2.09 Psychoanalysis: The Unconscious as Seen Through the Visual Arts and Literature
Language of instruction: English
Course type: Subject course, B-Track
Contact hours: 72 (6 per day)
Course days: Tuesday & Friday
ECTS credits: 7
Course fee: € 1,850
Can be combined with all A-Track courses
Psychoanalysis is a scientific approach to the human psyche and a method in psychotherapy that was developed in the late 19th century in the multi-culturally vibrant city of Vienna by the Austrian-Jewish medical scientist and practitioner Sigmund Freud. It builds on Freud’s basic discovery that there is a dimension to human subjectivity that is unconscious and often counteracting the individual’s discretionary, rational self-control.
Freud found the first traces of this unconscious agency in dreams, daydreams, parapraxes (forgetting, misspelling, mislaying or loosing) or in jokes – and in the repeated irrational and self-harming behavior of his patients.
Following Freud, psychoanalysts would claim that any action, artifact or event has this unconscious dimension to it and that it can and should be analyzed as a symptomatic compromise between hidden motives and conscious intentions.
Today, as a result of further developments and through the integration of new empirical findings, the original ideas of Freud live on in the practical and theoretical work of psychoanalysts all over the world, especially in western countries.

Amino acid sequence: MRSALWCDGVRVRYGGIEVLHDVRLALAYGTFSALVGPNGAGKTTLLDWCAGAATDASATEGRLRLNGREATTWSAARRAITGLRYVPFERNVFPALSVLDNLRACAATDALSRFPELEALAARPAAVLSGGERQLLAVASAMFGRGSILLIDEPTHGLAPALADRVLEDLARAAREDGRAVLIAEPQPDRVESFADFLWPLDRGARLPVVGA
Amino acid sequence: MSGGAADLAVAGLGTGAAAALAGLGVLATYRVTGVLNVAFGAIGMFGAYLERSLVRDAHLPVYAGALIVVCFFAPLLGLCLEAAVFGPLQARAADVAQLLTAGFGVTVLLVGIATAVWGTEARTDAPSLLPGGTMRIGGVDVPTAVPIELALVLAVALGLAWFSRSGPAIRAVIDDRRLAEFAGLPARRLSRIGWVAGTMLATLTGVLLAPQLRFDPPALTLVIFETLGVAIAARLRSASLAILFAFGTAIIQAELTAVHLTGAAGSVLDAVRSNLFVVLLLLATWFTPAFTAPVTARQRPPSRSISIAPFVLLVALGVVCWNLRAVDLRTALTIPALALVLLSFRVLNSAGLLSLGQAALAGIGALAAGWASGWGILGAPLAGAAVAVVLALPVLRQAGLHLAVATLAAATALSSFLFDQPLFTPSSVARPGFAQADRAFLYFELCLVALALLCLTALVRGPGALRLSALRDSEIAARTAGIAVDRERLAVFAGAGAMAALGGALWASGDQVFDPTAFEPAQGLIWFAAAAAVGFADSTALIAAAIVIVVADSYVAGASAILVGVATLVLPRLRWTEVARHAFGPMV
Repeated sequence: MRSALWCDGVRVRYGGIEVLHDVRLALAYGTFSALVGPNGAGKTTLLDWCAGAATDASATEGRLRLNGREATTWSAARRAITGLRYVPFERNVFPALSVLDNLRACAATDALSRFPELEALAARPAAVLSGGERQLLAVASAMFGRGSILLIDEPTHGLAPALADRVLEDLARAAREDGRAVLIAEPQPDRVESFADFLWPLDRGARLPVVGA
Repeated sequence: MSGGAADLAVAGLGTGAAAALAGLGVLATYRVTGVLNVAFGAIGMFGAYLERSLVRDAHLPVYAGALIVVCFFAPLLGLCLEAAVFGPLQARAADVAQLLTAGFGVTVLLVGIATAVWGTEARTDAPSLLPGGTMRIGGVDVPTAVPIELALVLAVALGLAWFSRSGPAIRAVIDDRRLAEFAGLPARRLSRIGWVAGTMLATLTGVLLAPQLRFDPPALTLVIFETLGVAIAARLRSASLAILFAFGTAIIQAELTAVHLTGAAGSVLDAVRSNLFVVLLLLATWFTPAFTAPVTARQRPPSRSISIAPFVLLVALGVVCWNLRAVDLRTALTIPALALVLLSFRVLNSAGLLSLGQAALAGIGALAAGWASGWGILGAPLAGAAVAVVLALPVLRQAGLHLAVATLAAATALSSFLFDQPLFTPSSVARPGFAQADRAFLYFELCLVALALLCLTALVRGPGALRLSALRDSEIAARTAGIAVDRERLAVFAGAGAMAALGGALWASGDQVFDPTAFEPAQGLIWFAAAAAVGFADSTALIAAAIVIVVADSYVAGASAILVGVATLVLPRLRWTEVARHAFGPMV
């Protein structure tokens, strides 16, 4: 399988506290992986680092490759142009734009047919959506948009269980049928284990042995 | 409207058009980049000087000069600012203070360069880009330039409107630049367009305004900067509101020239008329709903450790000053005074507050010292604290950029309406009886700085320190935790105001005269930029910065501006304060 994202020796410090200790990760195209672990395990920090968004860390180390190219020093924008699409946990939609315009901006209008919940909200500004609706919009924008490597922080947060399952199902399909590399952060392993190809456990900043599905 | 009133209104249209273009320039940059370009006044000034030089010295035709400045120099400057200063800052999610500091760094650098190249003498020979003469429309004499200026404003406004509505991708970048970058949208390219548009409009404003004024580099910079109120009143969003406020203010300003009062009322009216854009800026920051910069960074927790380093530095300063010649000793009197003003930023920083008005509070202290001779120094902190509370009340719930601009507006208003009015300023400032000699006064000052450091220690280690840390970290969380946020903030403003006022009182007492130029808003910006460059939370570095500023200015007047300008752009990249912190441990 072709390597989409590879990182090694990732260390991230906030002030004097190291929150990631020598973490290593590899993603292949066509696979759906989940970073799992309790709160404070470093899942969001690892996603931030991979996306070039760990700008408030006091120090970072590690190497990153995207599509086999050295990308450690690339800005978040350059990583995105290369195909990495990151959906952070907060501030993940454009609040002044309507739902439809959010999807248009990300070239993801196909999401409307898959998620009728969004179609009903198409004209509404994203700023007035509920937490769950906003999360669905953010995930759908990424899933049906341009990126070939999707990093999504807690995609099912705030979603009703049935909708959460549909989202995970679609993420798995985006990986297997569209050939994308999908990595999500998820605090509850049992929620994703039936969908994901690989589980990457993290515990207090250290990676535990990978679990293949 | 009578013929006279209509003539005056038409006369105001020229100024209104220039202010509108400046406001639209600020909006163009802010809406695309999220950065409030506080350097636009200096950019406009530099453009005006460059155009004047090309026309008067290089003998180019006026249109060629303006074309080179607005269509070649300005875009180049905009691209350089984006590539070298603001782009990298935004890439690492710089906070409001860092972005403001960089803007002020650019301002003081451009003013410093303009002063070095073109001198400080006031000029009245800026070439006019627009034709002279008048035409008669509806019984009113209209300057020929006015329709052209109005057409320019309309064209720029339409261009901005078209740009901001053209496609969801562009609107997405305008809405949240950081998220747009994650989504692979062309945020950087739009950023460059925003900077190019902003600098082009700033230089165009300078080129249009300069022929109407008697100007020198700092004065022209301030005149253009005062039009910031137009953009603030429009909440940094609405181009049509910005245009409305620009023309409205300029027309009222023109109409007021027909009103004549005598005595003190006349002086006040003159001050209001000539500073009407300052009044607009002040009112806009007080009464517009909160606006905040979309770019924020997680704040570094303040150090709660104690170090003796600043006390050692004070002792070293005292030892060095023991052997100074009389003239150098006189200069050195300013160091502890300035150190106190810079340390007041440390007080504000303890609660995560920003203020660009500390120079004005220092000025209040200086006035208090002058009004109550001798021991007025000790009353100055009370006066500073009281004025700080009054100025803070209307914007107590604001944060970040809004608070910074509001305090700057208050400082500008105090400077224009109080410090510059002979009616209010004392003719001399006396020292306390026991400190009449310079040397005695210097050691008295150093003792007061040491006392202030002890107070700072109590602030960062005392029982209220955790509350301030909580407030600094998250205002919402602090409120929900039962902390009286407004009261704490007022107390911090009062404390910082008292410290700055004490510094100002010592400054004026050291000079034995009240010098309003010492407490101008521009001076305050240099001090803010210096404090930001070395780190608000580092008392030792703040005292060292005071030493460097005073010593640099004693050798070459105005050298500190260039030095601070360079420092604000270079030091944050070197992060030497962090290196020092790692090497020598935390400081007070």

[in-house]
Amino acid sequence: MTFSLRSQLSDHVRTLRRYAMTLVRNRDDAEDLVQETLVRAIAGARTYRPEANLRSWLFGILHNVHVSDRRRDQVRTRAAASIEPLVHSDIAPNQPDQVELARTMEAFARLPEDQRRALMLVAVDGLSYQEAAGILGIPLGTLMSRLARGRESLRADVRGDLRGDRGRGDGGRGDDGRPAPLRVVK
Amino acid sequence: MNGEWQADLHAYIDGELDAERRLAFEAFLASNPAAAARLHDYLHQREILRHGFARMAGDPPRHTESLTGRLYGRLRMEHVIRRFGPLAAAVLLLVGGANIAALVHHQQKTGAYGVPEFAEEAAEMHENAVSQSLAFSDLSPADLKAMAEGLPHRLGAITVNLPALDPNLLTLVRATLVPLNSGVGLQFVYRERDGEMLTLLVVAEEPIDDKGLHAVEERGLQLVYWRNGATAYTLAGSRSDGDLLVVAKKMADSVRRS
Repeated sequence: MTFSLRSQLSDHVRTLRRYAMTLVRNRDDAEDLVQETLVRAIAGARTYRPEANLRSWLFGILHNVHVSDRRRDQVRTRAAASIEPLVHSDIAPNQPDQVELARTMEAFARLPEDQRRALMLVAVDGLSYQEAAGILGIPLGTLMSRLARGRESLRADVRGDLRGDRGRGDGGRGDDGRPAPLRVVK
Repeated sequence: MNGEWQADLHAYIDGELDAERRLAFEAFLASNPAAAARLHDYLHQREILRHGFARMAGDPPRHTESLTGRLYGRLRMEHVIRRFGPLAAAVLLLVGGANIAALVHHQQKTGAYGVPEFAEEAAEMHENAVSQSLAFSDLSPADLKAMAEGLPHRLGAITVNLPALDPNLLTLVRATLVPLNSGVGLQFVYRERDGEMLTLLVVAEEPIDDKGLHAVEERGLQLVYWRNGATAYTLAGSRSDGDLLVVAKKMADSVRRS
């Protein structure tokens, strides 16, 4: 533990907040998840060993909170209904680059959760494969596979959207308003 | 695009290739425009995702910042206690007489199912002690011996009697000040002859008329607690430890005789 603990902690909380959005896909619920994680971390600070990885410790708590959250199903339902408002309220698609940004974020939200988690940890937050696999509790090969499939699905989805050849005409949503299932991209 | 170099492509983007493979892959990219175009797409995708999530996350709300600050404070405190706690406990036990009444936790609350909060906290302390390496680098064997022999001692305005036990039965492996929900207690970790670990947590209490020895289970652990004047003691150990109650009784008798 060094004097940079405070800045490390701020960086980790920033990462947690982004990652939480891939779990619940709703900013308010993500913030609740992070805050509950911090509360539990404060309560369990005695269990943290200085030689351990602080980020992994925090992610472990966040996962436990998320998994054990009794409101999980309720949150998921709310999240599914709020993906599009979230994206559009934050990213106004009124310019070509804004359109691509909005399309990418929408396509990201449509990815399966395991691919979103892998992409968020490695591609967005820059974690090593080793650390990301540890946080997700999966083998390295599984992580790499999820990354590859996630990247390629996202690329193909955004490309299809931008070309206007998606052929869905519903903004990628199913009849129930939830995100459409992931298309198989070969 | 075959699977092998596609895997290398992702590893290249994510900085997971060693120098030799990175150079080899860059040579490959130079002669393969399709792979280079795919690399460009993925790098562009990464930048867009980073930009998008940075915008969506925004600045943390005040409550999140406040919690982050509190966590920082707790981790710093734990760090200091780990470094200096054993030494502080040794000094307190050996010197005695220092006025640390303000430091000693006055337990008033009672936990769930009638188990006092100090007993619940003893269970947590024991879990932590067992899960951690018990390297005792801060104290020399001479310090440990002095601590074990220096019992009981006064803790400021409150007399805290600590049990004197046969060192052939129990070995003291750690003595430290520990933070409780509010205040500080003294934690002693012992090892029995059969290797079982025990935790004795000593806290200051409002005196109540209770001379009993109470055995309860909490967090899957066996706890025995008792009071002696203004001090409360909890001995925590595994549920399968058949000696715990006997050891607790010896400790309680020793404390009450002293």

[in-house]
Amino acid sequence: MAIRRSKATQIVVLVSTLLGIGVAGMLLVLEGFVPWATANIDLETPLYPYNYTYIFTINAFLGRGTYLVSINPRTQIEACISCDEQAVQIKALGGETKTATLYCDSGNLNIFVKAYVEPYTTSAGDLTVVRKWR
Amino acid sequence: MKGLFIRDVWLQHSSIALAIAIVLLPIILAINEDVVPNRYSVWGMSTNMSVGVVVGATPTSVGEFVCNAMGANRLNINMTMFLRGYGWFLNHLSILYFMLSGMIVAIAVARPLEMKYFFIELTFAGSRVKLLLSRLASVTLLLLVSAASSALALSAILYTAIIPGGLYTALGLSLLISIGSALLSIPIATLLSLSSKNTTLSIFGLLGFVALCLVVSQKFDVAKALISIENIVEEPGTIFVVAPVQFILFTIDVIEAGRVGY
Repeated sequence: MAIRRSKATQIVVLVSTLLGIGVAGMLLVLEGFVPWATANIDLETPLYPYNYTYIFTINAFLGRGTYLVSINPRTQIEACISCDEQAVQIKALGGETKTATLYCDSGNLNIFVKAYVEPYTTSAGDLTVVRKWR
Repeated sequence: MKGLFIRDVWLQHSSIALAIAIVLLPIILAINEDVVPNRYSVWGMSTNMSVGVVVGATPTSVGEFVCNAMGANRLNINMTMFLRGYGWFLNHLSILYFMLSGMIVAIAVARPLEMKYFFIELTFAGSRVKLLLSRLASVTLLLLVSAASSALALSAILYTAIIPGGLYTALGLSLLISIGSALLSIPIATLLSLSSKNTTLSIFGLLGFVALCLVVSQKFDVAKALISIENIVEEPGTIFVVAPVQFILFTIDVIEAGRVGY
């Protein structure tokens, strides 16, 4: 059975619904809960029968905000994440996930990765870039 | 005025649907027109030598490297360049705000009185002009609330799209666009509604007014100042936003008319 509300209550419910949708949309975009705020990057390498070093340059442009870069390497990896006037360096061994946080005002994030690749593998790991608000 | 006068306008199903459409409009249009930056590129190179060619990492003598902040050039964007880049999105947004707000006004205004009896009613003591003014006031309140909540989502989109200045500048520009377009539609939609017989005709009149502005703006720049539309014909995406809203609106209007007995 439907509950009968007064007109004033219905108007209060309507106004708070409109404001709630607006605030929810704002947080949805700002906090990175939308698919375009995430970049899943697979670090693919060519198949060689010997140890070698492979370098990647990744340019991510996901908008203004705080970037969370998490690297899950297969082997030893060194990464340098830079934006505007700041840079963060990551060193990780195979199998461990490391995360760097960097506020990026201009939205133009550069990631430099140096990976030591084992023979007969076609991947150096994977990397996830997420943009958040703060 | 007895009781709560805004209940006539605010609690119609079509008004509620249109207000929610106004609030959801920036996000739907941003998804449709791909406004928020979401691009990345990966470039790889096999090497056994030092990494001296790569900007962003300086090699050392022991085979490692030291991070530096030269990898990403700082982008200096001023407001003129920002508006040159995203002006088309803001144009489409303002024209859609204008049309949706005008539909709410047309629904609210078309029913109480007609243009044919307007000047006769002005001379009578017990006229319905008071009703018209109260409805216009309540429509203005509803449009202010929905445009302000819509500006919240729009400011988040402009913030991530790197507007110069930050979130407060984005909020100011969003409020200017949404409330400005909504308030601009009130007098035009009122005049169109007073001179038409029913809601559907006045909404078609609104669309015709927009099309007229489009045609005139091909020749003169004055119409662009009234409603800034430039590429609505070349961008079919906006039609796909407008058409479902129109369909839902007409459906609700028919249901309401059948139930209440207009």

Psychoanalysis has turned into an important discipline of psychology and psychiatry and a validated form of psychotherapy paid for by many medical and social insurances worldwide and particularly in German speaking countries. It is part of a number of curricula in medical studies/psychiatry and psychology/psychotherapy as much as in the humanities, e.g. in the cultural sciences, modern language studies, art studies and art history, film studies and gender studies.
This seminar introduces students to psychoanalysis, the visual arts and literature in a first step through the study of the basic concepts and ideas of Freud and on to later developments and schools in the field, especially (but not limited to) the French Lacanian tradition.
For many branches of psychoanalysis, the arts play a special role. This is because art – apart from science and in contradistinction to religion – can be seen as a major cultural technique for self-knowledge and self-enlightenment. More than a mere representation of an outer or inner reality, it serves as a tool for the discovery of unconscious feeling and thought.
Consequently, the seminar approaches psychoanalytic concepts via the analysis and interpretation of works of art, particularly visual artworks (film, painting, sculpture). Hence concepts which in theory may seem abstract become clear, concrete and intuitively graspable once they are pinpointed in e.g. contemporary film or literary texts.
As we go along, we will also highlight the current limits of the psychoanalytic approach by looking at various critiques of psychoanalysis: is it a non-falsifiable (K. Popper) and self-confirming ersatz world view? Do psychoanalysts over-emphasize sexuality at the expense of other factors that drive subjectivity? And we look at some arguments Freud or his followers actually got wrong.
By attending the seminar, participants get a state-of-the-art introduction to classical Freudian and contemporary psychoanalysis through the lens of the arts.
They will be able to detect, analyze and interpret unconscious structures in visual arts and literature and will be able to transfer the psychoanalytic approach to their respective field of study or work. As tapping the unconscious dimension of human reality indeed is crucial to any human reality, participants acquire insights and tools for true innovation in their profession.Download Syllabus (printable PDF incl. day-to-day schedule)